The Centaur

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First edition ( Knopf, 1963)
This article is about the novel by John Updike. For other literature by the same title, see The Centaur (disambiguation).

The Centaur is a novel by John Updike, published by Alfred A. Knopf in 1963. It won the U.S. National Book Award for Fiction. Portions of the novel first appeared in Esquire and The New Yorker. [1]

The French translation of the novel won the Prix du Meilleur Livre Étranger (Best Foreign Book Prize).

Plot summary[edit]

The story concerns George Caldwell, a school teacher, and his son Peter, outside of Alton (i.e., Reading), Pennsylvania. The novel explores the relationship between the depressive Caldwell and his anxious son. George has largely given up on life; what glory he knew, as a football player and soldier in World War I, has passed. He feels put upon by the school's principal, and he views his students as hapless and uninterested in anything he has to teach them. Peter, meanwhile, is a budding aesthete who idolizes Vermeer and dreams of becoming a painter in a big city, like New York. He has no friends his age, and regularly worries that his peers might detect his psoriasis, which stains his skin and flecks his clothes every season but summer. One thing George and Peter share is the desire to get out, to escape their hometown. This masculine desire for escape appears in Updike's famed "Rabbit" novels. Similarly, the novel's image of Peter's mother alone on an unfarmed farm is one we later see in Updike's 1965 novel Of the Farm.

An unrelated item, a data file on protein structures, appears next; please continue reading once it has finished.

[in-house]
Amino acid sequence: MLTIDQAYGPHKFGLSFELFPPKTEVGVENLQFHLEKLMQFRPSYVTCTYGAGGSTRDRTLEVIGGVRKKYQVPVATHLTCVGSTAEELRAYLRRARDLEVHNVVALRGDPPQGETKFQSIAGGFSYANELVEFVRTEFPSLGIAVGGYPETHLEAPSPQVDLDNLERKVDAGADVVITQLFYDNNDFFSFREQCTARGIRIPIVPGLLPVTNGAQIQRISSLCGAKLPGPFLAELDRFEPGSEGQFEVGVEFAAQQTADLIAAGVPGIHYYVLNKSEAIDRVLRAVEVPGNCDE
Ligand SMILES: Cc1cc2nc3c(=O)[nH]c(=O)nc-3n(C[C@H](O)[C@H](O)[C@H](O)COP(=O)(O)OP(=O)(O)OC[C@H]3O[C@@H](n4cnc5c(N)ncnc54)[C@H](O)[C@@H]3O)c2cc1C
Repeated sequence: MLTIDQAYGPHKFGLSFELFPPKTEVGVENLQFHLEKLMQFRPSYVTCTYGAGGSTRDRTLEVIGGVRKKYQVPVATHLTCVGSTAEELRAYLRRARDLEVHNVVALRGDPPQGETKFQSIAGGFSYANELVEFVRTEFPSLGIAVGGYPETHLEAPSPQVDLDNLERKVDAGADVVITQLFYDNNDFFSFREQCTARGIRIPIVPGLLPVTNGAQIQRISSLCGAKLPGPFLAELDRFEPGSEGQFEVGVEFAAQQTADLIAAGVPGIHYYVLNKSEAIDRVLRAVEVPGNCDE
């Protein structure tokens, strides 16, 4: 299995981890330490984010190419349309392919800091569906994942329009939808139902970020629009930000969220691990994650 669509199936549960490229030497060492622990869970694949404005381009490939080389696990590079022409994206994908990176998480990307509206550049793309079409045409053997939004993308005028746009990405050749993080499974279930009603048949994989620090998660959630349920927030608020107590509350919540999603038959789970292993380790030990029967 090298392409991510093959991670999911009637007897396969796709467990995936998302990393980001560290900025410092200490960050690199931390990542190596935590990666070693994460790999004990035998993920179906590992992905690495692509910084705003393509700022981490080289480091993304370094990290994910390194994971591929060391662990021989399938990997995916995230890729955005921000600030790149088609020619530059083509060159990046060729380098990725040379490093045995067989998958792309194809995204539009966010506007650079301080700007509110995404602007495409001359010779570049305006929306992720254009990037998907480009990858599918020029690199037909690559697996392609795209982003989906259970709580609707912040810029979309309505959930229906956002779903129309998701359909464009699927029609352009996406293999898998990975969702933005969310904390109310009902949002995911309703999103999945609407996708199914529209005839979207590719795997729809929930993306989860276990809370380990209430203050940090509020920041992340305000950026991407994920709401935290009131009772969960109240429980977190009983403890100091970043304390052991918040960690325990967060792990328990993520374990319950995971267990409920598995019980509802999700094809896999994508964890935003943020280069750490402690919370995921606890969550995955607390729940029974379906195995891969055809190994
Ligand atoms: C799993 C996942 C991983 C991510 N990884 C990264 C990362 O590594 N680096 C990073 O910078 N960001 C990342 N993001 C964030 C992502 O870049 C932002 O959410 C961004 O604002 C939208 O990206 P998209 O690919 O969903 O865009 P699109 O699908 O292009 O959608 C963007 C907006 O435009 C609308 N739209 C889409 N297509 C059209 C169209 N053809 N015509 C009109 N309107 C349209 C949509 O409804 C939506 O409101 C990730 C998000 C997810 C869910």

Themes[edit]

Like James Joyce in Ulysses, Updike drew on the myths of antiquity in an attempt to turn a modern and common scene into something more profound, a meditation on life and man's relationship to nature and eternity. George is both the Centaur Chiron and Prometheus (some readers might see George's son Peter as Prometheus), Mr. Hummel, the automobile mechanic, is Hephaestus (AKA Vulcan); and so forth. The novel's structure is unusual; the narrative shifts from present day (late 1940s) to retrospective (early 1960s), from describing the characters as George, Vera, and the rest, to the Centaur, Venus, and so forth. It also is punctuated with a feverish dream scene and George's obituary. Near the end of the novel, Updike includes two untranslated Greek sentences. Their translation is as follows:

This quote is from Bibliotheca 2.5.4, and describes the death of Chiron.

References[edit]

  1. ^ "National Book Awards – 1964". National Book Foundation. Retrieved 2012-03-11.
    (With acceptance speech by Updike and essay by Harold Augenbraum from the Awards 60-year anniversary blog.)
Awards
Preceded by
Morte d'Urban
J. F. Powers
National Book Award for Fiction
1964
Succeeded by
Herzog
Saul Bellow